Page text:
Ars Poetica

Anodyne by Yusef Komunyakaa

Anodyne

I love how it swells
into a temple where it is
held prisoner, where the god
of blame resides. I love
slopes & peaks, the secret
paths that make me selfish.
I love my crooked feet
shaped by vanity & work
shoes made to outlast
belief. The hardness
coupling milk it can't
fashion. I love the lips,
salt & honeycomb on the tongue.
The hair holding off rain
& snow. The white moons
on my fingernails. I love
how everything begs
blood into song & prayer
inside an egg. A ghost
hums through my bones
like Pan's midnight flute
shaping internal laws
beside a troubled river.
I love this body
made to weather the storm
in the brain, raised
out of the deep smell
of fish & water hyacinth,
out of rapture & the first
regret. I love my big hands.
I love it clear down to the soft
quick motor of each breath,
the liver's ten kinds of desire
& the kidney's lust for sugar.
This skin, this sac of dung
& joy, this spleen floating
like a compass needle inside
nighttime, always divining
West Africa's dusty horizon.
I love the birthmark
posed like a fighting cock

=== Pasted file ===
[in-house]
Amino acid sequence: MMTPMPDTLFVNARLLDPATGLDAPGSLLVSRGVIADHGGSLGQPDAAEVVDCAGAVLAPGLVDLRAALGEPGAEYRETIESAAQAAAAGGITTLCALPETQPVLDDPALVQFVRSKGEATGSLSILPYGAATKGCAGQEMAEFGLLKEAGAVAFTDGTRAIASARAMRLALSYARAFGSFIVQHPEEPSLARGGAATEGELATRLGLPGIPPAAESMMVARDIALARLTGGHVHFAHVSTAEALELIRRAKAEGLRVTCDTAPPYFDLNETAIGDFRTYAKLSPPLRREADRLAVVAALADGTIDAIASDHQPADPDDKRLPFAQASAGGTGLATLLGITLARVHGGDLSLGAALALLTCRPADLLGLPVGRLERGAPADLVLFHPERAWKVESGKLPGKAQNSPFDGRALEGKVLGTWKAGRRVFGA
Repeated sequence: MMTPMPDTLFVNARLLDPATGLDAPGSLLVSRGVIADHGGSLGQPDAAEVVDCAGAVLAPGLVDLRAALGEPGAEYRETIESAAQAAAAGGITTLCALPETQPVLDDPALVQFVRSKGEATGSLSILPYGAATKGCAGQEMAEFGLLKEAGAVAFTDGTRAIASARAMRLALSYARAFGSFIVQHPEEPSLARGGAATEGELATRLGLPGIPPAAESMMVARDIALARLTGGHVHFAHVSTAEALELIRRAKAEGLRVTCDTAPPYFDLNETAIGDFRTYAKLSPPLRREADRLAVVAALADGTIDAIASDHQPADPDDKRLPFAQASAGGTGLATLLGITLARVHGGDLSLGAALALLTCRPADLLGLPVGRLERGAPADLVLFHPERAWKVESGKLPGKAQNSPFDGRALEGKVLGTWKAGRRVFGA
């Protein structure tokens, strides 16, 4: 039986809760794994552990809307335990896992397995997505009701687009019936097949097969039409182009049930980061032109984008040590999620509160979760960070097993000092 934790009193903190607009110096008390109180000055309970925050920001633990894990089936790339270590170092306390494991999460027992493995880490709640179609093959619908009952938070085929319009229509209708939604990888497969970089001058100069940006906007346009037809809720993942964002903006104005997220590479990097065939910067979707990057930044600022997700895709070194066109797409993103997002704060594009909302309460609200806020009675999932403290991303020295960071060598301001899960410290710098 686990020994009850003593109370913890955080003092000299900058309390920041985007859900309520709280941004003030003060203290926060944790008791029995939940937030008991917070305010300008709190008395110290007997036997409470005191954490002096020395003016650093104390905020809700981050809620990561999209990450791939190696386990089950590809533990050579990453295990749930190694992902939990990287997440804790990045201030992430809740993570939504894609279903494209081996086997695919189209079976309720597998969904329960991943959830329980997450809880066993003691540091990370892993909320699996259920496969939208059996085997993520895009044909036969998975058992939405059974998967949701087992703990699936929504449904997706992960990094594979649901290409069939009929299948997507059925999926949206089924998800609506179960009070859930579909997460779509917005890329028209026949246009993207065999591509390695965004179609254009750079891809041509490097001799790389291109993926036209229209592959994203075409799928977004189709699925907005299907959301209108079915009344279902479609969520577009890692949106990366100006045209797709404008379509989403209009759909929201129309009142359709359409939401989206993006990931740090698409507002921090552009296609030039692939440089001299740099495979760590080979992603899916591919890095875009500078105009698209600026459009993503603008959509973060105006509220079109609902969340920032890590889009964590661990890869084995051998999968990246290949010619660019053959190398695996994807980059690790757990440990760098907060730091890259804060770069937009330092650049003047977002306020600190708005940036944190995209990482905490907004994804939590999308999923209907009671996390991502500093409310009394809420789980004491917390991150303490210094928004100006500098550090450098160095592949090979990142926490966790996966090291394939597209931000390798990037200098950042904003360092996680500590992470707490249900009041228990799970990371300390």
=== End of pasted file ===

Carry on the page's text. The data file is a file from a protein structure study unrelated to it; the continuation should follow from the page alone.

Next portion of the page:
on my right shoulder blade.
I love this body, this
solo & ragtime jubilee
behind the left nipple,
because I know I was born
to wear out at least
one hundred angels.





Poem reprinted from Poetry Society of America's Awards Ceremony program, in which Yusef Komunyakaa was awarded the 2007 Shelley Memorial Award. All rights reserved.

In celebration of Ars Poetica (2010), Rachel Eliza Griffiths' exhibition of photographs of Cave Canem faculty and fellows, the Poetry Society of America is presenting a selection of her portraits, each one accompanied by a poem from a Cave Canem poet she has captured on film.

As the poet Nikky Finney remarks "Because of her gifted, mindful pressing private eye on us, we discover what we could never completely see before, all around us, could never completely find before, right there in full shadow and slated sun, not even with our own two eyes: All of every bit of who we are."

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